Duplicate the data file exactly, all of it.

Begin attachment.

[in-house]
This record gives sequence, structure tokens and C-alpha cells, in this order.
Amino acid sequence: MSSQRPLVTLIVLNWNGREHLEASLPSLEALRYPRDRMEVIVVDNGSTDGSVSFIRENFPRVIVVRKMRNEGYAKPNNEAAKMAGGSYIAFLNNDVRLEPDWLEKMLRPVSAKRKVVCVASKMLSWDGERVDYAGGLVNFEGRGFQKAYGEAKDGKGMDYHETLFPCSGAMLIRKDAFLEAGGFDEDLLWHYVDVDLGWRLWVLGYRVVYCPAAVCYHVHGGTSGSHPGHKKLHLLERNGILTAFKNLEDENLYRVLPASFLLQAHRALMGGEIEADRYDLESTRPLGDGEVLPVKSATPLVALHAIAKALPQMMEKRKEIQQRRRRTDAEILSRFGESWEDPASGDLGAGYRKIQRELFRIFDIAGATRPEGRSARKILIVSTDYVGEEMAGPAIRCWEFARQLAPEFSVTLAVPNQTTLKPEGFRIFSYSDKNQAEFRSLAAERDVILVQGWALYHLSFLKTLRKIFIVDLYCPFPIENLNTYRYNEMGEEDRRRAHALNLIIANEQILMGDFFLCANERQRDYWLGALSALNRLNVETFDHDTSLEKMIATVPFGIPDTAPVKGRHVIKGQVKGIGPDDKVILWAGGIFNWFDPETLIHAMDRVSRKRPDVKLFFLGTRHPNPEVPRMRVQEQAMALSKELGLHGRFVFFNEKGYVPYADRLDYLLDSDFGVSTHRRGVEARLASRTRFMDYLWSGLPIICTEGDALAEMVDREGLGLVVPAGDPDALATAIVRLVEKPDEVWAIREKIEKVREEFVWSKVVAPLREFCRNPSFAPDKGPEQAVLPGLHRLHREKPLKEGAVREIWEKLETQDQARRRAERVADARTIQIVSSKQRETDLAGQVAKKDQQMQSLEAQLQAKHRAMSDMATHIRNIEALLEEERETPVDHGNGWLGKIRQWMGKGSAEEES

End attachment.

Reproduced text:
[in-house]
This record gives sequence, structure tokens and C-alpha cells, in this order.
Amino acid sequence: MSSQRPLVTLIVLNWNGREHLEASLPSLEALRYPRDRMEVIVVDNGSTDGSVSFIRENFPRVIVVRKMRNEGYAKPNNEAAKMAGGSYIAFLNNDVRLEPDWLEKMLRPVSAKRKVVCVASKMLSWDGERVDYAGGLVNFEGRGFQKAYGEAKDGKGMDYHETLFPCSGAMLIRKDAFLEAGGFDEDLLWHYVDVDLGWRLWVLGYRVVYCPAAVCYHVHGGTSGSHPGHKKLHLLERNGILTAFKNLEDENLYRVLPASFLLQAHRALMGGEIEADRYDLESTRPLGDGEVLPVKSATPLVALHAIAKALPQMMEKRKEIQQRRRRTDAEILSRFGESWEDPASGDLGAGYRKIQRELFRIFDIAGATRPEGRSARKILIVSTDYVGEEMAGPAIRCWEFARQLAPEFSVTLAVPNQTTLKPEGFRIFSYSDKNQAEFRSLAAERDVILVQGWALYHLSFLKTLRKIFIVDLYCPFPIENLNTYRYNEMGEEDRRRAHALNLIIANEQILMGDFFLCANERQRDYWLGALSALNRLNVETFDHDTSLEKMIATVPFGIPDTAPVKGRHVIKGQVKGIGPDDKVILWAGGIFNWFDPETLIHAMDRVSRKRPDVKLFFLGTRHPNPEVPRMRVQEQAMALSKELGLHGRFVFFNEKGYVPYADRLDYLLDSDFGVSTHRRGVEARLASRTRFMDYLWSGLPIICTEGDALAEMVDREGLGLVVPAGDPDALATAIVRLVEKPDEVWAIREKIEKVREEFVWSKVVAPLREFCRNPSFAPDKGPEQAVLPGLHRLHREKPLKEGAVREIWEKLETQDQARRRAERVADARTIQIVSSKQRETDLAGQVAKKDQQMQSLEAQLQAKHRAMSDMATHIRNIEALLEEERETPVDHGNGWLGKIRQWMGKGSAEEES